This blog is a personal take on Listowel, Co. Kerry. I am writing for anyone anywhere with a Listowel connection but especially for sons and daughters of Listowel who find themselves far from home. Contact me at email@example.com
I was a bit early and the festivities hadn’t started in earnest when I was in the Square. My little visitor had fallen asleep so we were at home before the switching on of the lights which was done this year by Paul Manning. We missed Santa and the school band as well so my photos do not do the event justice.
This is Paul Manning at the festivities in The Square. Unfortunately on the way home, Paul lost the hat he is wearing here. The hat was adorned with 2 badges which are of sentimental value to Paul. If you found it, you could hand it in to John B.s, St. John’s , The Garda Station or Doran’s. Indeed if you hand it in anywhere in town they’ll get it back to Paul.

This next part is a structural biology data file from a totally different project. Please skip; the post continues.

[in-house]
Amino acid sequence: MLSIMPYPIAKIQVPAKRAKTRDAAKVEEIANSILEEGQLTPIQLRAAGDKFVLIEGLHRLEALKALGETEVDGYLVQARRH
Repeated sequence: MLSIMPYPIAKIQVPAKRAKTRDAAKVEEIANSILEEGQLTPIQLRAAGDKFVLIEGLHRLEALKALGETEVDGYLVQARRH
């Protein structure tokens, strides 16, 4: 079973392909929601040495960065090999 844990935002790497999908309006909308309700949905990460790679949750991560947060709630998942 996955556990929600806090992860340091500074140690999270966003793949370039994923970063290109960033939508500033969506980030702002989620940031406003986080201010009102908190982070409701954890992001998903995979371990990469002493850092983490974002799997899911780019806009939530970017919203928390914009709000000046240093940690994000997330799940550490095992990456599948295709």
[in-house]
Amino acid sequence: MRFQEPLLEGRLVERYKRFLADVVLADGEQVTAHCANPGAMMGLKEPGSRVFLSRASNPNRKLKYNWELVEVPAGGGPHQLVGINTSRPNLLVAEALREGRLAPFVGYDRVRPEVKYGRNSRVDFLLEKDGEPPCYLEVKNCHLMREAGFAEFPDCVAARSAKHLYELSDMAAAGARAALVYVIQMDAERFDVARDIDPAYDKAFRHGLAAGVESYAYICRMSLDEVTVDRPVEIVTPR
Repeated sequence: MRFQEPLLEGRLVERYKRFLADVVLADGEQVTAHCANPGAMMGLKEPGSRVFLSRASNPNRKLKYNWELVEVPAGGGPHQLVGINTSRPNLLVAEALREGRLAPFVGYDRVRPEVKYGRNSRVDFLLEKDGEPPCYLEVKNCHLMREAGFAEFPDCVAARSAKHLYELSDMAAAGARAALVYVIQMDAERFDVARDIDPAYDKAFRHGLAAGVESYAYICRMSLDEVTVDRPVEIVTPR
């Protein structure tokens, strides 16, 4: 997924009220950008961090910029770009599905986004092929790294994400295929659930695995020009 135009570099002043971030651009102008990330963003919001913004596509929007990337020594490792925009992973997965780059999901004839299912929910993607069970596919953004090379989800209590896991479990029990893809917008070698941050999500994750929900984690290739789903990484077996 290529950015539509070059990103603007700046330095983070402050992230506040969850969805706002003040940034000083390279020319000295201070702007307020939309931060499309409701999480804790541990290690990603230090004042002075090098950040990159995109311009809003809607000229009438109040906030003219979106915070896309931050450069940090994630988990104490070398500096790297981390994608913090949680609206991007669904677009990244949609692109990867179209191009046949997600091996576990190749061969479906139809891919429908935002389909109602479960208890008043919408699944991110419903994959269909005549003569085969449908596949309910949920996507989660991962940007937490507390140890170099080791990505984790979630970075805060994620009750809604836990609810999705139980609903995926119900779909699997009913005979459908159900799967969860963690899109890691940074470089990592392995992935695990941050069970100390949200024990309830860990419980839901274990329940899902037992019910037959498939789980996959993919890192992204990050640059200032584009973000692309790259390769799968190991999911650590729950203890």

On Friday I was back in Listowel Library for Tom Dillon’s entertaining talk on folklore. The talk was based on some of the local stories in the national folklore collection.
I was struck that some things that happened during the recent Covid crisis are things that only we know. Not everything is reported in the paper. I resolved to tell my family that Nick and the team at Listowel Garden Centre gave me a present of a plant and a bar of chocolate one day during lockdown. The gift came out of the blue. It meant a lot as did all the other kindnesses I received. I will pass the stories on to the next generation. That’s folklore.
Many stories were collected by schoolchildren in copies like these in the great initiative in 1936/37. Is it time to do it again?
Here is an extract from that great treasure trove;
My great grandfather whose name was Daniel Mangan from Bedford owned a house in William Street but it belongs to a man by the name of Corbet now and he fixes [?] cycles. When the house was owned by my great grandfather it was a latin school and it was taught by a man named Mac Namara My grand father whos name was Pat Mangan was taught Latin there. Mr. Mac Namara aied [?]named man.
They had slates to write on with slate pencils. The black board was a big slate. They had a few stools and planks across two or three boxes.